The Hebrews who lived during and after Jesus’ lifetime knew that He preached that faith was the path to righteousness –that He was the way into the kingdom of Heaven –that only He could take them to God, His Father. Those who heard Him repeated His message.
The Father testified –adding clout to His Son’s authority. Every element of His testimony –the signs, the wonders, the miracles and the gifts– was intended to stress the accuracy and urgency of Jesus’ message.
God the Father, personified by the parable’s vineyard owner, cared so much that He sent His Son –not merely human messengers– to reestablish mankind’s righteous relationship with Him. It was to be like a bride with her husband. He knew exactly what He was doing. To Him, it was worth the excruciating price.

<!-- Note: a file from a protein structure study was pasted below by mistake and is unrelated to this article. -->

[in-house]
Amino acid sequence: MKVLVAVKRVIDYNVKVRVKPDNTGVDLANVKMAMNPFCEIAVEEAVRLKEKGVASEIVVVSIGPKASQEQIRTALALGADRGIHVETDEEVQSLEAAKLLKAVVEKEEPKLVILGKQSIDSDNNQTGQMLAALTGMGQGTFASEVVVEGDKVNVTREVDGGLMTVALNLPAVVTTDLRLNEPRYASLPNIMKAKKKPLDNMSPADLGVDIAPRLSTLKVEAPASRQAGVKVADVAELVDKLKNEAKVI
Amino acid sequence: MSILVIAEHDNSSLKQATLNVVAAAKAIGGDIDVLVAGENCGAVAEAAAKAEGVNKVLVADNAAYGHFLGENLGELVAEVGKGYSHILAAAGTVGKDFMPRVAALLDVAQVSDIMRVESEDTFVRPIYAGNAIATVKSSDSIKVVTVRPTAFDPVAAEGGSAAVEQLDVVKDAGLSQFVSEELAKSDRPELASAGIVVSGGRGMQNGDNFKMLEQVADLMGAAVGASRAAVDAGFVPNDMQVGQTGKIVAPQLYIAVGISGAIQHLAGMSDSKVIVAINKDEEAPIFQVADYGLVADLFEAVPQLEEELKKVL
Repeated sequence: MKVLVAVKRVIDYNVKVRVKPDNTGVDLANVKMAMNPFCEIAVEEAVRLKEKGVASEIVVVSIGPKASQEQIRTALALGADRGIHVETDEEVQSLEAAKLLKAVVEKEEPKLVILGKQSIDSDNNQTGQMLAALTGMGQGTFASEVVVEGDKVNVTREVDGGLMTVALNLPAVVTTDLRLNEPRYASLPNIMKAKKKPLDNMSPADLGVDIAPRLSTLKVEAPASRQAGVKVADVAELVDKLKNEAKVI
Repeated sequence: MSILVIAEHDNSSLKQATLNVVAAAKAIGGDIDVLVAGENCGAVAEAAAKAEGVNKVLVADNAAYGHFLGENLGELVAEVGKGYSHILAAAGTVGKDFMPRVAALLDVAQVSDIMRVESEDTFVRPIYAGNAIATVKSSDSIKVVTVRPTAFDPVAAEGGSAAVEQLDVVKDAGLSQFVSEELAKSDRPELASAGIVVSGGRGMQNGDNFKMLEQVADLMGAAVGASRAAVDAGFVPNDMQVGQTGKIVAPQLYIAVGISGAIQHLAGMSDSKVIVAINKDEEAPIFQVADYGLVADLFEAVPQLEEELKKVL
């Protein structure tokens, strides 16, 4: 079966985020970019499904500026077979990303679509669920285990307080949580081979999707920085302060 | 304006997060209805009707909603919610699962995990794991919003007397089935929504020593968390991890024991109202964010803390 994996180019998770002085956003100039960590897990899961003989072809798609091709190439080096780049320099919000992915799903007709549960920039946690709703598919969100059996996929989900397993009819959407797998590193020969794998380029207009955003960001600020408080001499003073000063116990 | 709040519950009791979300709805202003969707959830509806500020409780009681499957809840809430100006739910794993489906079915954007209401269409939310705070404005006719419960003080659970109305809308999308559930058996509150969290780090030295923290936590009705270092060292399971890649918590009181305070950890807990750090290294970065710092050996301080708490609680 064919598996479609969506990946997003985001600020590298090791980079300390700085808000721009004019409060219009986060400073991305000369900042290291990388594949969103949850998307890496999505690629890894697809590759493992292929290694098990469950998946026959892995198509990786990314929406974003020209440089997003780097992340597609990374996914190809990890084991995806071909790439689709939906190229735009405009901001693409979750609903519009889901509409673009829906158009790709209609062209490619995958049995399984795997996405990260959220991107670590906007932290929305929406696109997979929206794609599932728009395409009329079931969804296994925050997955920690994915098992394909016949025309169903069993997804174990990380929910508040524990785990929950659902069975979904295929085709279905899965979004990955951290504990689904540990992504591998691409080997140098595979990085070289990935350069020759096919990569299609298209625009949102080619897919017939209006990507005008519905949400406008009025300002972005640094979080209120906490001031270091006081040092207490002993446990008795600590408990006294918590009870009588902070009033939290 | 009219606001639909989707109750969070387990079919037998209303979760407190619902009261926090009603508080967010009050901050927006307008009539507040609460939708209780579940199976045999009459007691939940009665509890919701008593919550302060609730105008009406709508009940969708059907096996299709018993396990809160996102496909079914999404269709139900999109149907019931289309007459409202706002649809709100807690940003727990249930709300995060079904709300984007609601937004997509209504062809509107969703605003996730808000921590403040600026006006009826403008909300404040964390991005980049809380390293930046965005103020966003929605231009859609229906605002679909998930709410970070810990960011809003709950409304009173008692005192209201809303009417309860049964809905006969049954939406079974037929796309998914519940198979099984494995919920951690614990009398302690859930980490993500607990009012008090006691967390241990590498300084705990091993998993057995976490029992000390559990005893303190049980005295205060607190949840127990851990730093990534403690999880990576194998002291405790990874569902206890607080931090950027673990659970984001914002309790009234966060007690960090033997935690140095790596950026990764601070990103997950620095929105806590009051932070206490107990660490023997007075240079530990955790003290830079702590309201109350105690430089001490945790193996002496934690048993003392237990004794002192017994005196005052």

For He did not subject to angels [messengers] the world to come, concerning which we are speaking. But one has testified somewhere, saying, What is man, that You remember him? Or the son of man, that You are concerned about him? You have made him for a little while lower than the angels [messengers]; You have crowned him with glory and honor, And have appointed him over the works of Your hands; You have put all things in subjection under his feet.
For in subjecting all things to him, He left nothing that is not subject to him But now we do not yet see all things subjected to him. But we do see Him who was made for a little while lower than the angels [messengers], namely, Jesus, because of the suffering of death crowned with glory and honor, so that by the grace of God He might taste death for everyone. (Hebrews 2:5-9)